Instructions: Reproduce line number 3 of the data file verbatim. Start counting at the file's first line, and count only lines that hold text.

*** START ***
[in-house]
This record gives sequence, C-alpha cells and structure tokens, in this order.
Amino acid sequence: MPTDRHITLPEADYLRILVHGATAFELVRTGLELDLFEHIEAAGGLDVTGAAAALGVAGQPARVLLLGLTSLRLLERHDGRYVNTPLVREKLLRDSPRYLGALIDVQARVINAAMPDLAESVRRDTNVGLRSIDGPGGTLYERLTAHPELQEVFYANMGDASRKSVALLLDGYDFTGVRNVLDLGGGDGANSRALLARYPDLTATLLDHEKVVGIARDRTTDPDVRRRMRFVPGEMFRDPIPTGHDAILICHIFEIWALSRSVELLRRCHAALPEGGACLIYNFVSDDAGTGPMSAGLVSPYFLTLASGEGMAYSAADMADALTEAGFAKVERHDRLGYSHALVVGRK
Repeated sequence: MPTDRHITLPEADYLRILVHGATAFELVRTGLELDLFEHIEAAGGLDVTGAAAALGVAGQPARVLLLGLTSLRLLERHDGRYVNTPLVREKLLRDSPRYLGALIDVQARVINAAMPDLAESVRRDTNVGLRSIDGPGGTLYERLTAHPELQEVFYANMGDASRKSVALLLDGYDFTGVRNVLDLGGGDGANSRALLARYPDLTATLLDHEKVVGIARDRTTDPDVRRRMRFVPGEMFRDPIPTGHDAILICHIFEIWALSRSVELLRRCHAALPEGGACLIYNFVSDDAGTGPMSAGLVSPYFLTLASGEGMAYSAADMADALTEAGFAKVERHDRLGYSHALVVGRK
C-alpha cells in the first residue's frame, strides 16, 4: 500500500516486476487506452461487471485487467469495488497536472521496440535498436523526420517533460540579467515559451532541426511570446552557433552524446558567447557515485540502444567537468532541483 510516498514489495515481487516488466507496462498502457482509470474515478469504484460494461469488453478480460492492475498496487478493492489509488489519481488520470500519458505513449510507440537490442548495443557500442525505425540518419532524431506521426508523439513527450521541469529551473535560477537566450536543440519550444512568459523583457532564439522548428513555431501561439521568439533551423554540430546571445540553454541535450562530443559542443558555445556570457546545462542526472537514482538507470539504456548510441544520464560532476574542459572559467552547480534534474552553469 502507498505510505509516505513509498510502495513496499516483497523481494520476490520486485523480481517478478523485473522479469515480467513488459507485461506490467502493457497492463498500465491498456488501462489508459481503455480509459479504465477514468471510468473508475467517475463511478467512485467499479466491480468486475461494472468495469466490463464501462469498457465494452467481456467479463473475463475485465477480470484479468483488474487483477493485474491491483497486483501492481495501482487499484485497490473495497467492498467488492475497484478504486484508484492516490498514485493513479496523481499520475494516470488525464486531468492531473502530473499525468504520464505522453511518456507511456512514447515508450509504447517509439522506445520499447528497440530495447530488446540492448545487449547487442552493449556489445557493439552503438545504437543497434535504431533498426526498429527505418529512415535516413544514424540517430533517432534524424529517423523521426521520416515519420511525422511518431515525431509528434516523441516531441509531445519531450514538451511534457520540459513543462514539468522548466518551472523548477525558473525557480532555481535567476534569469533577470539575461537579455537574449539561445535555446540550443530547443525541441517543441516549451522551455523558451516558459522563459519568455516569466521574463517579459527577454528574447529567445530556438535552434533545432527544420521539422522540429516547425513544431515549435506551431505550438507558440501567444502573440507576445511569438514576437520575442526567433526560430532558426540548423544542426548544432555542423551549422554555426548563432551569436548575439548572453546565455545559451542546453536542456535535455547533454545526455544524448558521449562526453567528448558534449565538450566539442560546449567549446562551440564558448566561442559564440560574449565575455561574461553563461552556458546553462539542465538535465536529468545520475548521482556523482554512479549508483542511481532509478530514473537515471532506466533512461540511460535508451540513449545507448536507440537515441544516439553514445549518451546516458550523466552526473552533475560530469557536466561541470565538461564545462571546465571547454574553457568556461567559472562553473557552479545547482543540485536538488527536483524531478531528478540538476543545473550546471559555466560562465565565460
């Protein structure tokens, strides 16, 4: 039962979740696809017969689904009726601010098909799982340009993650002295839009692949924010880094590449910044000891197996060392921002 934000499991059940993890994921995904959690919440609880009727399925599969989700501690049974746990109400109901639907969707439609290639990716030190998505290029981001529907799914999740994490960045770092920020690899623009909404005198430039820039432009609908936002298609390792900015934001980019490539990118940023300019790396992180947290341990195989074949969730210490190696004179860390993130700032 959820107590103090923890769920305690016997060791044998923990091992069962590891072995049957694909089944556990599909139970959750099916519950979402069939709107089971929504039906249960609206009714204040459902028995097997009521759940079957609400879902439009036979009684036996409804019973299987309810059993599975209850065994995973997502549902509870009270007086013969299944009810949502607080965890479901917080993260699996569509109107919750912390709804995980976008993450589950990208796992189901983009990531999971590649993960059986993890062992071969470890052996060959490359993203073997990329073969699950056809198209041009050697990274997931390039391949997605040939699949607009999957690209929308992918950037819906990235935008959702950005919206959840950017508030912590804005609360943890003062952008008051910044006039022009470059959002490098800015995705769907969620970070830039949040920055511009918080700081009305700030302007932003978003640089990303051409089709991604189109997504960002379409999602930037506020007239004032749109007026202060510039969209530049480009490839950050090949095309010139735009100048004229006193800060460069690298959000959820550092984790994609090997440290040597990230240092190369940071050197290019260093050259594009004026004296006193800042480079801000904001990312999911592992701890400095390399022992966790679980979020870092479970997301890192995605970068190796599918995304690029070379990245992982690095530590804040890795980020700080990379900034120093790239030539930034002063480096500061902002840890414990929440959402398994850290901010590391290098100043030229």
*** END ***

Amino acid sequence: MPTDRHITLPEADYLRILVHGATAFELVRTGLELDLFEHIEAAGGLDVTGAAAALGVAGQPARVLLLGLTSLRLLERHDGRYVNTPLVREKLLRDSPRYLGALIDVQARVINAAMPDLAESVRRDTNVGLRSIDGPGGTLYERLTAHPELQEVFYANMGDASRKSVALLLDGYDFTGVRNVLDLGGGDGANSRALLARYPDLTATLLDHEKVVGIARDRTTDPDVRRRMRFVPGEMFRDPIPTGHDAILICHIFEIWALSRSVELLRRCHAALPEGGACLIYNFVSDDAGTGPMSAGLVSPYFLTLASGEGMAYSAADMADALTEAGFAKVERHDRLGYSHALVVGRK